as much or as good as necessary for some requirement or purpose; fully sufficient, suitable, or fit (often followed by to or for): This car is adequate to our needs. adequate food for fifty people.
barely sufficient or suitable: Being adequate is not good enough.
Law. reasonably sufficient for starting legal action: adequate grounds.

Origin of adequate

1610–20; < Latin adaequātus matched (past participle of adaequāre). See ad-, equal, -ate1
Related formsad·e·quate·ly, adverbad·e·quate·ness, nounpre·ad·e·quate, adjectivepre·ad·e·quate·ly, adverbpre·ad·e·quate·ness, nounqua·si-ad·e·quate, adjectivequa·si-ad·e·quate·ly, adverbsu·per·ad·e·quate, adjectivesu·per·ad·e·quate·ly, adverbsu·per·ad·e·quate·ness, noun

Synonyms for adequate Unabridged Based on the Random House Unabridged Dictionary, © Random House, Inc. 2019

Examples from the Web for adequate

Contemporary Examples of adequate

Historical Examples of adequate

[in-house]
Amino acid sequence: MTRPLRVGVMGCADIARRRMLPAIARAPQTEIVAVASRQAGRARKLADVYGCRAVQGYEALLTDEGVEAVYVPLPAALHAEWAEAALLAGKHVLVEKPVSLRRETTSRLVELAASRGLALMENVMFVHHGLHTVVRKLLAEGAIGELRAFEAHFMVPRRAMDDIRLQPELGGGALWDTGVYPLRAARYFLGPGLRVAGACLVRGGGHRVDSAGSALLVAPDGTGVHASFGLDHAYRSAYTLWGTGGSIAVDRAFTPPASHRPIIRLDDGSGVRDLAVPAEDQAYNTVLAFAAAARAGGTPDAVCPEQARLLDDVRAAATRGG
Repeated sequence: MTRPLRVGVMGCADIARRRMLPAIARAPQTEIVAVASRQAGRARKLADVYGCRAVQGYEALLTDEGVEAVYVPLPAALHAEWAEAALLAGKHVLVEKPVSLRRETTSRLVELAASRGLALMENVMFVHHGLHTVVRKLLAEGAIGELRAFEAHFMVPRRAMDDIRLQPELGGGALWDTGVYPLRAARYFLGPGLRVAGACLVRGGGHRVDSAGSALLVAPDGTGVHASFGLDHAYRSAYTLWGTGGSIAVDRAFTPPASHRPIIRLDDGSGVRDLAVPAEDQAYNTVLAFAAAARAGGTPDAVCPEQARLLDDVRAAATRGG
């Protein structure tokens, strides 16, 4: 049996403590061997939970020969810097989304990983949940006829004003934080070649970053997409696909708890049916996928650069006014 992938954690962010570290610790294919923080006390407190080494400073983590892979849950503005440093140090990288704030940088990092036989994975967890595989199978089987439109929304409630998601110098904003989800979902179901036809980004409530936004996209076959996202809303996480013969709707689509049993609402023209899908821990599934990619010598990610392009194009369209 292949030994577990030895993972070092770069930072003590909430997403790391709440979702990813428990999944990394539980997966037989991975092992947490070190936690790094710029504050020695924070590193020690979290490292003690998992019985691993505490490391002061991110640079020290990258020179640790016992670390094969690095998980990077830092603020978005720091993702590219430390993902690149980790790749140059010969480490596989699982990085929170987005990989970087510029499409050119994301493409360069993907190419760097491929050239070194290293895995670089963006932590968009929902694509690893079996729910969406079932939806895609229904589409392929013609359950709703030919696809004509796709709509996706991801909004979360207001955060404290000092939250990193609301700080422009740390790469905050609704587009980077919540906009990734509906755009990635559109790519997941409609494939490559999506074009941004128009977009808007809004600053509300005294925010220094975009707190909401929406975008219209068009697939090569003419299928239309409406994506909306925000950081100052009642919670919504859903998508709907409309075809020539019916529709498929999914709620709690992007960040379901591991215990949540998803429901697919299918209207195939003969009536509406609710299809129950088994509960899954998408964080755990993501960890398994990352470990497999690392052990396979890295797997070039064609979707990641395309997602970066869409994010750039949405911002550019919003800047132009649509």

• They are really channels for the transmission, adequate or inadequate, of sense impressions.

    De Profundis

    Oscar Wilde

  • "But," she said, and then stopped as if unable to find words, adequate to her meaning.

    The Foolish Lovers

    St. John G. Ervine

  • It represented scorn for which Mrs. Blair could find no adequate utterance.

    Meadow Grass

    Alice Brown

  • She hoped that Elder Weeks would be adequate in the latter direction.

    The Village Watch-Tower

    (AKA Kate Douglas Riggs) Kate Douglas Wiggin

  • This explanation is plausible; but I do not find it adequate.

    Alarms and Discursions

    G. K. Chesterton

British Dictionary definitions for adequate



able to fulfil a need or requirement without being abundant, outstanding, etc
Derived Formsadequacy (ˈædɪkwəsɪ), nounadequately, adverb

Word Origin for adequate

C17: from Latin adaequāre to equalize, from ad- to + aequus equal
Collins English Dictionary - Complete & Unabridged 2012 Digital Edition © William Collins Sons & Co. Ltd. 1979, 1986 © HarperCollins Publishers 1998, 2000, 2003, 2005, 2006, 2007, 2009, 2012

Word Origin and History for adequate

1610s, from Latin adaequatus "equalized," past participle of adaequare "to make equal to," from ad- "to" (see ad-) + aequare "make level," from aequus (see equal). The sense is of being "equal to what is required." Related: Adequateness.

Online Etymology Dictionary, © 2010 Douglas Harper